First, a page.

Researchers at the University of Maryland, Baltimore County (UMBC) have developed do-it-yourself (DIY) assistive technology prototypes that are revolutionizing how people with disabilities can access tools that will help them interact with the world.
Foad Hamidi, assistant professor of information systems, and his collaborators at York University in Canada and the Pamoja Community Based Organization in Kenya have created research-based assistive technology platforms for people with different abilities and in different cultural contexts to learn how to use simple computers to communicate. Importantly, the development of platform prototypes has been grounded in close collaboration among researchers and community members in Kenya and the U.S. The Institute of Electrical and Electronics Engineers (IEEE) has published the results in IEEE Pervasive Computing.
In the field of assistive technology, costs often prohibit many people with disabilities and their families from accessing useful communication technologies. Existing tools that facilitate communication are especially hard to individualize and can be costly, explains Hamidi. However, computers have steadily become less expensive to distribute and easier to use. This makes computer-based assistive technologies more accessible to people with disabilities, both inside and outside of the U.S.
Hamidi and his team have worked to develop and test two platforms: SenseBox and TalkBox. These platforms are open source and only require a Raspberry Pi (an inexpensive microcomputer), low-cost sensors, and a speaker to operate.
TalkBox allows users to communicate by touching images on an attached surface to play audio files stored within the system. The images and sounds can be customized during assembly, depending on an individual's unique needs. For example, TalkBox can be adapted to fit on a wheelchair, and it can include individualized visual elements. The TalkBox could display illustrations of faces showing different expressions, which a student could use to express an emotion. Numerous adjustments are available to the user, making the technology extremely customizable.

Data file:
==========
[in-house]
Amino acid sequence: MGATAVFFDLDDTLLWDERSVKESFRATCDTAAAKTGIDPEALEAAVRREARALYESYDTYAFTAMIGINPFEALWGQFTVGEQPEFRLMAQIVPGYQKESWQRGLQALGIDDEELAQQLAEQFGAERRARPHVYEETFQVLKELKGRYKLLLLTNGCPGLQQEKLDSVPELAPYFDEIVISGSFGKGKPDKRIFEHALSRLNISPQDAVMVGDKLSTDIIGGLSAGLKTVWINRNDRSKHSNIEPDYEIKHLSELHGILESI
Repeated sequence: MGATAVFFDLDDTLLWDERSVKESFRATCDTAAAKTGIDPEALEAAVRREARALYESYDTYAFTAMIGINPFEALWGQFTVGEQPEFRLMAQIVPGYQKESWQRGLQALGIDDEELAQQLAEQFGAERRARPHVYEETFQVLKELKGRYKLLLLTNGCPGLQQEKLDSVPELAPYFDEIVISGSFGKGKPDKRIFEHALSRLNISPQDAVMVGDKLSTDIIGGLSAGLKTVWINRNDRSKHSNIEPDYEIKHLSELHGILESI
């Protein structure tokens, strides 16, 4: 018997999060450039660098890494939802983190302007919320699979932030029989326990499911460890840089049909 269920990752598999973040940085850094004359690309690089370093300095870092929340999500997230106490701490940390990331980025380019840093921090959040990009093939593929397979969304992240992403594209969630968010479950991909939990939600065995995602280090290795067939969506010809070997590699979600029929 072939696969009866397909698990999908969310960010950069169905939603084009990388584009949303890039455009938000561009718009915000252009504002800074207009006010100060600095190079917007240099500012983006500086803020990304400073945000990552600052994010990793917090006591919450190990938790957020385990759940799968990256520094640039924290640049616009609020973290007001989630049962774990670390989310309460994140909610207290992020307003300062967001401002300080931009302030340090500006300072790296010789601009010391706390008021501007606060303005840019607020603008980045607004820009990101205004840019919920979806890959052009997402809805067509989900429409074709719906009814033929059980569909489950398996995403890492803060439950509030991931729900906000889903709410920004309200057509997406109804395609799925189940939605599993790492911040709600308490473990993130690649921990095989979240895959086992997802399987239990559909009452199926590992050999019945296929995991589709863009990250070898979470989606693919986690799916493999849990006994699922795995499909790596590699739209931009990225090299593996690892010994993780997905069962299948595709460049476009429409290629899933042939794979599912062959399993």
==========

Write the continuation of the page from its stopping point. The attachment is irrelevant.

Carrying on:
SenseBox relies on a similar model of stimuli being translated into audio, but it operates using tactile objects, which are recognized by sensors. These tactile objects are embedded with radio frequency identification (RFID) tags, similar to how objects are tagged in stores. The objects can be 3-D printed, which permits extensive customization.
TalkBox was successfully used in Kenya by a special education teacher who was able to input the names of all of his students onto the device to be used in class. This application of the device led to a noticeable increase in participation and inclusion. The success of the tool within that classroom has already led to an increased interest in the technology for other potential stakeholders in Kenya. The researchers hope to work with community members in Kenyan universities and healthcare facilities to expand the availability of this tool, and help stakeholders learn how to use it.
In the U.S., SenseBox was used by a speech-language pathologist and a nonverbal client with low vision and autism spectrum disorder. The client was able to play his favorite music by holding the desired CD case to the device, which was a major stepping stone in his communication. Previously, he had difficulty using other devices to achieve this same goal of playing his favorite artist.
The success of these DIY devices rests on the fact that people with limited experience using technology can quickly learn how to use the tools and teach others how to use them. Hamidi and his research partners see their close collaboration with those who will be using TalkBox and SenseBox as essential to ensuring the tools are tailored to meet their needs.
The researchers continue to explore how best they can scale up the use of these new tools to support people with disabilities who are seeking new ways to communicate in a broad range of cultural contexts.